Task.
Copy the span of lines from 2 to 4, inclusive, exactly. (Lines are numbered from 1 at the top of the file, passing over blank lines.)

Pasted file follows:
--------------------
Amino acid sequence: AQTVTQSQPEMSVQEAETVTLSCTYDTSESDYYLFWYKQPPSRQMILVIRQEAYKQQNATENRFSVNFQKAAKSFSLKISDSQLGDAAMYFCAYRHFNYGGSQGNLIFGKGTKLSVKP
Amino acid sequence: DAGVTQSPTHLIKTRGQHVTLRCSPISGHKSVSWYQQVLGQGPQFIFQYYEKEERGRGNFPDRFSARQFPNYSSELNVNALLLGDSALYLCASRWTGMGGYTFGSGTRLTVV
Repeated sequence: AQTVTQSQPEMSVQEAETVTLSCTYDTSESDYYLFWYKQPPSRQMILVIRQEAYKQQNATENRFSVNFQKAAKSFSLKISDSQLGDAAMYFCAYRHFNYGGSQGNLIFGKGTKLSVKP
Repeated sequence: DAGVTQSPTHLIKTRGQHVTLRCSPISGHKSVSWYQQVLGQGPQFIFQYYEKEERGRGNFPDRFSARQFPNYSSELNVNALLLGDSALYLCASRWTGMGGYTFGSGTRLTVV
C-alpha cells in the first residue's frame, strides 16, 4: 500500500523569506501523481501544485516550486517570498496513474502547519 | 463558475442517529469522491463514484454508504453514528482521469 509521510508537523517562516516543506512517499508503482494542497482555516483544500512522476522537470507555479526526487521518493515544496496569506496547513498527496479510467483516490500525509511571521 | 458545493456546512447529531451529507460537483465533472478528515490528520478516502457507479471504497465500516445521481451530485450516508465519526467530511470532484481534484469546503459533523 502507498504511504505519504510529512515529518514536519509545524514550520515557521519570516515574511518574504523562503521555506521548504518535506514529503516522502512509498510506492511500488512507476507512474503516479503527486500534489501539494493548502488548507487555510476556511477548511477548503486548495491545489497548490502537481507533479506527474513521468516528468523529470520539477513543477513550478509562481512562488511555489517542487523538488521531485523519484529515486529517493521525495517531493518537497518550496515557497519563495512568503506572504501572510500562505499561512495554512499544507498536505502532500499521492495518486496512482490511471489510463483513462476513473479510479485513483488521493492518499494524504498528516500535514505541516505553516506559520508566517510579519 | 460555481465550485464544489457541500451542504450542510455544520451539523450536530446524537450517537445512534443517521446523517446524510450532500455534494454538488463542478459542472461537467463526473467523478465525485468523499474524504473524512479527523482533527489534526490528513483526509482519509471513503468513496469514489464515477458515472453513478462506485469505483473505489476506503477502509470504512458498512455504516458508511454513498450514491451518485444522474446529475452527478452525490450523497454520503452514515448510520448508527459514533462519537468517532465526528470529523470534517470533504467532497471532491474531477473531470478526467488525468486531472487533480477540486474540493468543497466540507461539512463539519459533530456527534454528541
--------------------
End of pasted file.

Amino acid sequence: DAGVTQSPTHLIKTRGQHVTLRCSPISGHKSVSWYQQVLGQGPQFIFQYYEKEERGRGNFPDRFSARQFPNYSSELNVNALLLGDSALYLCASRWTGMGGYTFGSGTRLTVV
Repeated sequence: AQTVTQSQPEMSVQEAETVTLSCTYDTSESDYYLFWYKQPPSRQMILVIRQEAYKQQNATENRFSVNFQKAAKSFSLKISDSQLGDAAMYFCAYRHFNYGGSQGNLIFGKGTKLSVKP
Repeated sequence: DAGVTQSPTHLIKTRGQHVTLRCSPISGHKSVSWYQQVLGQGPQFIFQYYEKEERGRGNFPDRFSARQFPNYSSELNVNALLLGDSALYLCASRWTGMGGYTFGSGTRLTVV